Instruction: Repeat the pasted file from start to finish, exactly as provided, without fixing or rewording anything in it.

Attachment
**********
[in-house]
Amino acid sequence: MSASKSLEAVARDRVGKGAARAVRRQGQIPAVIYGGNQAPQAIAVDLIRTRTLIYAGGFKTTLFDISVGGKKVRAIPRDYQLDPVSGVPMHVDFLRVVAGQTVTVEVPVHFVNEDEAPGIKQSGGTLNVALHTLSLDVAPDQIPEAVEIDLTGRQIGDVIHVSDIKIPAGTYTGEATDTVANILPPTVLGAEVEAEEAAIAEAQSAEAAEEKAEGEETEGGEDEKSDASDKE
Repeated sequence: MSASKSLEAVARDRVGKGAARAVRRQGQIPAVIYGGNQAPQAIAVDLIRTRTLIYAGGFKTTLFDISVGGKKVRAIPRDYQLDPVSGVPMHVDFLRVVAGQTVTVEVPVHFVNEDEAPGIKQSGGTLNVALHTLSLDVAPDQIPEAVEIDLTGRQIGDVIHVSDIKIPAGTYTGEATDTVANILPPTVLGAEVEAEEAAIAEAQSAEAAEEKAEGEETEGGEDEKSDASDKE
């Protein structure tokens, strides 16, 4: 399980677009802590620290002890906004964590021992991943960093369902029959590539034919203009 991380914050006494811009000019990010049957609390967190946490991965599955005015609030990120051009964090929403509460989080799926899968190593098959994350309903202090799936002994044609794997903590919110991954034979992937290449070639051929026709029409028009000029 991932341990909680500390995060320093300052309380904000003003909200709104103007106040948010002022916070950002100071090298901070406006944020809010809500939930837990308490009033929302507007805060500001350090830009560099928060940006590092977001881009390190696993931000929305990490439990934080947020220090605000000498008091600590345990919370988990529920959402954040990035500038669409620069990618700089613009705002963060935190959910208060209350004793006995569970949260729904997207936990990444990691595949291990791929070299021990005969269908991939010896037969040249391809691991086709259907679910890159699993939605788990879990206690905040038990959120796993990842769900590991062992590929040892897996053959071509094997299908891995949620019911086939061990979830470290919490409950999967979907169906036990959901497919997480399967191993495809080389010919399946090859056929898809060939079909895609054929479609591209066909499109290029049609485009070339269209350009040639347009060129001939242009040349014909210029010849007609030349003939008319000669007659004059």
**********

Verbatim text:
[in-house]
Amino acid sequence: MSASKSLEAVARDRVGKGAARAVRRQGQIPAVIYGGNQAPQAIAVDLIRTRTLIYAGGFKTTLFDISVGGKKVRAIPRDYQLDPVSGVPMHVDFLRVVAGQTVTVEVPVHFVNEDEAPGIKQSGGTLNVALHTLSLDVAPDQIPEAVEIDLTGRQIGDVIHVSDIKIPAGTYTGEATDTVANILPPTVLGAEVEAEEAAIAEAQSAEAAEEKAEGEETEGGEDEKSDASDKE
Repeated sequence: MSASKSLEAVARDRVGKGAARAVRRQGQIPAVIYGGNQAPQAIAVDLIRTRTLIYAGGFKTTLFDISVGGKKVRAIPRDYQLDPVSGVPMHVDFLRVVAGQTVTVEVPVHFVNEDEAPGIKQSGGTLNVALHTLSLDVAPDQIPEAVEIDLTGRQIGDVIHVSDIKIPAGTYTGEATDTVANILPPTVLGAEVEAEEAAIAEAQSAEAAEEKAEGEETEGGEDEKSDASDKE
């Protein structure tokens, strides 16, 4: 399980677009802590620290002890906004964590021992991943960093369902029959590539034919203009 991380914050006494811009000019990010049957609390967190946490991965599955005015609030990120051009964090929403509460989080799926899968190593098959994350309903202090799936002994044609794997903590919110991954034979992937290449070639051929026709029409028009000029 991932341990909680500390995060320093300052309380904000003003909200709104103007106040948010002022916070950002100071090298901070406006944020809010809500939930837990308490009033929302507007805060500001350090830009560099928060940006590092977001881009390190696993931000929305990490439990934080947020220090605000000498008091600590345990919370988990529920959402954040990035500038669409620069990618700089613009705002963060935190959910208060209350004793006995569970949260729904997207936990990444990691595949291990791929070299021990005969269908991939010896037969040249391809691991086709259907679910890159699993939605788990879990206690905040038990959120796993990842769900590991062992590929040892897996053959071509094997299908891995949620019911086939061990979830470290919490409950999967979907169906036990959901497919997480399967191993495809080389010919399946090859056929898809060939079909895609054929479609591209066909499109290029049609485009070339269209350009040639347009060129001939242009040349014909210029010849007609030349003939008319000669007659004059």